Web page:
Richard Booth reflects on his role in the ACSNI human factors study group, part of the UK’s response to the Chernobyl Disaster.This was one of the first major reports to link an organisation’s culture to its safety performance and bring the importance of safety culture to the attention of the health and safety profession.

By far the most effective committee on which I have ever served was the human factors study group of HSC’s [1] Advisory Committee for Safety in Nuclear Installations (ACSNI).  I was a member when the 3rdreport was prepared: “Organising for safety” [2].  I have already described the Group’s visit to two nuclear power stations.  The Chair was Dr Donald Broadbent CBE FRS. The members of the Group are listed at the end.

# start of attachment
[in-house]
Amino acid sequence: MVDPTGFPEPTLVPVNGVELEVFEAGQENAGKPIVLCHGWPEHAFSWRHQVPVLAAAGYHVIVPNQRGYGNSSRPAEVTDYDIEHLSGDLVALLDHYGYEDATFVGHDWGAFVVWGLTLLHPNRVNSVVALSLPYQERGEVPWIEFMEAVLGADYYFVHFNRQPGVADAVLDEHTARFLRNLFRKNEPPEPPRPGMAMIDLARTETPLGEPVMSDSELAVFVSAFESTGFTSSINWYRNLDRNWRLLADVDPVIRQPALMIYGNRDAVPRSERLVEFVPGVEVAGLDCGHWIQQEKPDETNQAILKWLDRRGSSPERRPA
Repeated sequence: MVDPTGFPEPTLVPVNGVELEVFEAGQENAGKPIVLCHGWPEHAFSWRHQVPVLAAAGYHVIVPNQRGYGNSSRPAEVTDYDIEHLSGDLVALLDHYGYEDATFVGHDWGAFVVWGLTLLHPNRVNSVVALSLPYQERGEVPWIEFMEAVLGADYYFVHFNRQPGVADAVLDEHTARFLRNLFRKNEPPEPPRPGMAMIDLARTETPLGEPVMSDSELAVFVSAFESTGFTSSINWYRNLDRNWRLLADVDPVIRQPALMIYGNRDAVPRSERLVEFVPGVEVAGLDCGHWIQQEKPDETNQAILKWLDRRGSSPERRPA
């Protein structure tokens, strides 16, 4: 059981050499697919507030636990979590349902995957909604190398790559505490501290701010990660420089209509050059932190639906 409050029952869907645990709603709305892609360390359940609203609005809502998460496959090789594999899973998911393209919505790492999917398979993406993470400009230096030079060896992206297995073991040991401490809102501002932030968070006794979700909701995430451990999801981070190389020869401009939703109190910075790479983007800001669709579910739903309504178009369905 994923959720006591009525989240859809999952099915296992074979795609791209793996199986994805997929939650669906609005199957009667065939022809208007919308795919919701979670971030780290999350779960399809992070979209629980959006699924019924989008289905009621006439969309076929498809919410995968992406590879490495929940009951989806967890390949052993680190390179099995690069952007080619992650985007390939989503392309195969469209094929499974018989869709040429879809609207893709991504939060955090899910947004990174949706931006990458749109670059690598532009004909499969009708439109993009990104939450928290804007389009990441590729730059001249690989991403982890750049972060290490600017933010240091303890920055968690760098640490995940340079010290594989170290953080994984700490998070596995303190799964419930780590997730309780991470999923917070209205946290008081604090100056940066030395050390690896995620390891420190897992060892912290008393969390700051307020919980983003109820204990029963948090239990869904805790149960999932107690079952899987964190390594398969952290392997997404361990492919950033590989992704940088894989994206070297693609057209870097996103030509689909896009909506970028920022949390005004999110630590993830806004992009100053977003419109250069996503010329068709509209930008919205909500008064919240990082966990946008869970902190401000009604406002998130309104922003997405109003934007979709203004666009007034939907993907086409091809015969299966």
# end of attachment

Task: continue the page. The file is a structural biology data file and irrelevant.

The success of the Group’s 3rd Report was a result of ‘process’ – just as was the case with SOP development at Station B.  This is implicit in all that follows.

The Group was established in consequence of the 28 April 1986 Chernobyl disaster.  Lord Marshall, then Chairman of the CEGB, was startled by the prevalence of rule violations at Chernobyl.  He asked the profoundly naïve question: was it conceivable that violations could even occur in UK nuclear power stations?

The 3rd Report described in detail, and defined, the concept of ‘safety culture’ – and the link with violations.  It was the foundation for UK safety climate attitude surveys.  The recommendations were apposite to safety management in general, not just to nuclear safety.  It was the thinking person’s HSG65.